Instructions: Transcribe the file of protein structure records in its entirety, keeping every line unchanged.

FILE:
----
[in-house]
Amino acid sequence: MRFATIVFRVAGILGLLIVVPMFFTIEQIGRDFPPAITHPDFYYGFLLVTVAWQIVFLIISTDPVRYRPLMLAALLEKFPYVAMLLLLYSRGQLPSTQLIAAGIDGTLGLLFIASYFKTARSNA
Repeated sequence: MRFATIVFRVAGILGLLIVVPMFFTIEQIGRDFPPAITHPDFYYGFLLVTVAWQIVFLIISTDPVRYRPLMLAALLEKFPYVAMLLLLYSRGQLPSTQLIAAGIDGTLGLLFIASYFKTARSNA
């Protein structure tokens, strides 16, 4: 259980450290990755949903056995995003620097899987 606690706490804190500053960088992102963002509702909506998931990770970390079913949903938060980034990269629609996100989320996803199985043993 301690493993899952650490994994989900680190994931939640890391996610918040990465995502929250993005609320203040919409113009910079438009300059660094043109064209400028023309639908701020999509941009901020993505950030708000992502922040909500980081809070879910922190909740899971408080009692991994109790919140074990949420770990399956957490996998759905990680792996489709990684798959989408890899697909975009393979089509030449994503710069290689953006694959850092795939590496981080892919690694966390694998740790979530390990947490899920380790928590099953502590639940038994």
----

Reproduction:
[in-house]
Amino acid sequence: MRFATIVFRVAGILGLLIVVPMFFTIEQIGRDFPPAITHPDFYYGFLLVTVAWQIVFLIISTDPVRYRPLMLAALLEKFPYVAMLLLLYSRGQLPSTQLIAAGIDGTLGLLFIASYFKTARSNA
Repeated sequence: MRFATIVFRVAGILGLLIVVPMFFTIEQIGRDFPPAITHPDFYYGFLLVTVAWQIVFLIISTDPVRYRPLMLAALLEKFPYVAMLLLLYSRGQLPSTQLIAAGIDGTLGLLFIASYFKTARSNA
């Protein structure tokens, strides 16, 4: 259980450290990755949903056995995003620097899987 606690706490804190500053960088992102963002509702909506998931990770970390079913949903938060980034990269629609996100989320996803199985043993 301690493993899952650490994994989900680190994931939640890391996610918040990465995502929250993005609320203040919409113009910079438009300059660094043109064209400028023309639908701020999509941009901020993505950030708000992502922040909500980081809070879910922190909740899971408080009692991994109790919140074990949420770990399956957490996998759905990680792996489709990684798959989408890899697909975009393979089509030449994503710069290689953006694959850092795939590496981080892919690694966390694998740790979530390990947490899920380790928590099953502590639940038994």